A Twitter chat is like a meeting on Twitter; it has a specific discussion topic and a scheduled start time. Using the hashtag #MilCents at the end of each tweet, MFAN will ask questions to a group of financial experts.
“Your life is insane. You know that, right?” my coworker (and fellow therapist) declared over her cup of coffee. I had just finished outlining my family’s tentative plan for the next two years that included such notable features like PCS, selling or renting a house, a new job (for me), several TDYs for schooling (for my husband), and several other unknowns. You know, the usual.
I started to protest almost automatically, “No, you get used to…”
But after a moment under my friend’s totally-not-buying-it gaze, I conceded with a laugh, “Yeah, it’s nuts.”
It’s taken me the better part of a decade to admit it, but I’m finally at a place where I can say – unapologetically – that military life stresses me out at times. And that, at least for me, uprooting and re-creating my life every three years proves difficult—not to mention the things that can happen in between moves!
So what does a professional therapist do when her life gets to the point where it’s weighing her down?
She talks to her friends.
She reminds herself of how lucky she is to live this adventure with the love of her life.
And sometimes, she gets her own therapist.
Yes, really. Investing in my own mental health is paramount to me staying healthy, present, and focused on my clients. Not to mention, not being a hypocrite is pretty important in my line of work.
Have you ever thought of working with a professional therapist? Maybe you have. Maybe you’ve even called around, and made your first appointment. But are feeling unsure about what to expect.
If you’ll allow it, I’d like to talk you through some considerations to keep in mind should you consider seeking professional therapy—as someone who’s been on both sides of the room.
First off, let’s address the myth that people who go to therapy need to have earth-shattering problems.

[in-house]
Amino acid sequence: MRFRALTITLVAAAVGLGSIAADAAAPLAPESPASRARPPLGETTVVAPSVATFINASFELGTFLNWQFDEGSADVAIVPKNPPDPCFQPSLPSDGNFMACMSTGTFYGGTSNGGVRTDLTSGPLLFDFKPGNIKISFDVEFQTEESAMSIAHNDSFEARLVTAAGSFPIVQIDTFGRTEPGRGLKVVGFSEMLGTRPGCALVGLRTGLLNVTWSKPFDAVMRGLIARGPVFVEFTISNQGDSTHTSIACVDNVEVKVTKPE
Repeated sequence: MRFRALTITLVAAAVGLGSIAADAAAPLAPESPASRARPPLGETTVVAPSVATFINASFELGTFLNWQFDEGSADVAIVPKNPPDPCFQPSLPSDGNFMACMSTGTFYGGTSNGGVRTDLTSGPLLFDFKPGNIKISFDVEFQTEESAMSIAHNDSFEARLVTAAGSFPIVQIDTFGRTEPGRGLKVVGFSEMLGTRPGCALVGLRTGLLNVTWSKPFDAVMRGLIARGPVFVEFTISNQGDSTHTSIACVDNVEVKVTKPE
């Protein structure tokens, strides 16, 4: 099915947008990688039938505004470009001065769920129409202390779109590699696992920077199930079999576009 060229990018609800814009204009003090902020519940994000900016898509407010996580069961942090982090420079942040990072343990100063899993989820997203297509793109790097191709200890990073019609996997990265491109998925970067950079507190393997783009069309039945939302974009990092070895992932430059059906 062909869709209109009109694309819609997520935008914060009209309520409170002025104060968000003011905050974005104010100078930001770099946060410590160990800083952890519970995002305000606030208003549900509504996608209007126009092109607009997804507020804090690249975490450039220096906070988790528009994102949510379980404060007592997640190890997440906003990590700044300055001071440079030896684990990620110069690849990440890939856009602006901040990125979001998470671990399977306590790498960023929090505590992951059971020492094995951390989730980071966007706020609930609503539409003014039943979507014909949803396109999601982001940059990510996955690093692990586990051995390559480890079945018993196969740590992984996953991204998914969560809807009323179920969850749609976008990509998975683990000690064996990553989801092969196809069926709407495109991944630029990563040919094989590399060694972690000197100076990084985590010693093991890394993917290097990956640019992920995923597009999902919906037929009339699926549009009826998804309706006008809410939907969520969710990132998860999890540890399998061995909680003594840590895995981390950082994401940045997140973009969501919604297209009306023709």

The truth is that people seek professional therapy for a wide variety of concerns. In our community specifically, treating PTSD is a common reason for seeking therapy. And it is far from the only concern. Other reasons may include (but are not limited to): adjustment/transition challenges (hello, PCS!), depression/anxiety, marital concerns, developing better social skills/confidence, career/academic concerns, coping skills, learning how to create a better work/life balance, and many others.
Know this: There’s nothing to say that you need to work with your therapist forever—as if we in the military would ever live in one place long enough for that to happen. Timelines vary based on the issue you’re exploring. Some clients only need to come for a handful of sessions. Others may attend for longer. Your therapist should be willing and able to discuss this with you.
The First Session
The first time you meet with a therapist is a bit of an anomaly with respect to therapy.
The therapist will probably do more talking in the first session than they will in subsequent sessions. This is largely due to the legal/ethical requirements and their needing to ask questions to obtain key pieces of information.
The goals of the first session are often pretty simple: put a face to a name, find out what you would like to address, gather facts and relevant history, and most importantly, to begin building good rapport and comfort with you. While I mentioned that the length of therapy may vary, please do not go into the first session thinking therapy is a quick fix. You will often leave your first session with more questions than you walked in with—and that’s actually okay.
When it comes to good therapy, the one thing that consistently ranks higher than any other factor in determining a positive outcome is the professional therapeutic relationship that exists between the therapist and his/her client. In other words, how comfortable you feel talking to your therapist.
How can that possibly be? Well, it’s simple. All the degrees, experience, and training in the world are worthless if you don’t feel comfortable expressing yourself openly and honestly.
When I meet with someone for the first time, I ask them to give themselves permission to be as unedited as possible. If that means you curse, then by all means feel free to do so! If that means you cry, I assure them that free tissues are included with every session. I also let them know this isn’t the time to be PC or worry about offending or shocking me. I assure them my threshold for both is very high, and I usually blame it on the fact that I’m from New Jersey. True story: I started adding in that last bit because I’ve found that people are much more likely to believe me if I tell them where I’m from. I have no idea what I would do if I came from a less offensive state, like…Delaware.
Of course it’s a pretty impossible-sounding task to expect someone to be 100% comfortable with you when you’ve only just met. And each therapist is going to have their own personal style. But it is far from that stereotype of the neutral-bordering-on-indifferent therapist sitting behind his client who is splayed out on a couch.